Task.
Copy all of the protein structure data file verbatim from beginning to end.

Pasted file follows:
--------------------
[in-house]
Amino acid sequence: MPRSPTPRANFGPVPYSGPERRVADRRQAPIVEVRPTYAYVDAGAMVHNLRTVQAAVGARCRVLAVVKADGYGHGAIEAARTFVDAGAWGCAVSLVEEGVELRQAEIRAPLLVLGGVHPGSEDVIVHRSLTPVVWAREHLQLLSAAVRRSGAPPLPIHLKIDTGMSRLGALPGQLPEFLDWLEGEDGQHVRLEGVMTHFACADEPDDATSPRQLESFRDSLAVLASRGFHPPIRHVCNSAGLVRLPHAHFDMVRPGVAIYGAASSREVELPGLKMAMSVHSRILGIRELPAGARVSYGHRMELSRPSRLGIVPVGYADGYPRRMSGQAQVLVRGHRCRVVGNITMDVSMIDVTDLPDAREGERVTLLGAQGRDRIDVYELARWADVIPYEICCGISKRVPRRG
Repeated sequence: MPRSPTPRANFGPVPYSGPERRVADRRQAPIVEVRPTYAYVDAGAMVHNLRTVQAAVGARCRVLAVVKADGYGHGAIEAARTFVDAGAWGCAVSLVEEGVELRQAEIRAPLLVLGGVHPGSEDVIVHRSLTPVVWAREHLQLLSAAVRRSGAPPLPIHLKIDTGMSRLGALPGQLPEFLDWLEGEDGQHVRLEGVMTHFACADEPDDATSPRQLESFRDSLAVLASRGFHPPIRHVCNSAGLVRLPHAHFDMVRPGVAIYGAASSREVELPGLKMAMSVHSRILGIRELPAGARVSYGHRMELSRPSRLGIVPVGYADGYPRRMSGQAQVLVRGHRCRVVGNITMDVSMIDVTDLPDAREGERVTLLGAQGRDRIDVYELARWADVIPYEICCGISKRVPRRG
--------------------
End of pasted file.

[in-house]
Amino acid sequence: MPRSPTPRANFGPVPYSGPERRVADRRQAPIVEVRPTYAYVDAGAMVHNLRTVQAAVGARCRVLAVVKADGYGHGAIEAARTFVDAGAWGCAVSLVEEGVELRQAEIRAPLLVLGGVHPGSEDVIVHRSLTPVVWAREHLQLLSAAVRRSGAPPLPIHLKIDTGMSRLGALPGQLPEFLDWLEGEDGQHVRLEGVMTHFACADEPDDATSPRQLESFRDSLAVLASRGFHPPIRHVCNSAGLVRLPHAHFDMVRPGVAIYGAASSREVELPGLKMAMSVHSRILGIRELPAGARVSYGHRMELSRPSRLGIVPVGYADGYPRRMSGQAQVLVRGHRCRVVGNITMDVSMIDVTDLPDAREGERVTLLGAQGRDRIDVYELARWADVIPYEICCGISKRVPRRG
Repeated sequence: MPRSPTPRANFGPVPYSGPERRVADRRQAPIVEVRPTYAYVDAGAMVHNLRTVQAAVGARCRVLAVVKADGYGHGAIEAARTFVDAGAWGCAVSLVEEGVELRQAEIRAPLLVLGGVHPGSEDVIVHRSLTPVVWAREHLQLLSAAVRRSGAPPLPIHLKIDTGMSRLGALPGQLPEFLDWLEGEDGQHVRLEGVMTHFACADEPDDATSPRQLESFRDSLAVLASRGFHPPIRHVCNSAGLVRLPHAHFDMVRPGVAIYGAASSREVELPGLKMAMSVHSRILGIRELPAGARVSYGHRMELSRPSRLGIVPVGYADGYPRRMSGQAQVLVRGHRCRVVGNITMDVSMIDVTDLPDAREGERVTLLGAQGRDRIDVYELARWADVIPYEICCGISKRVPRRG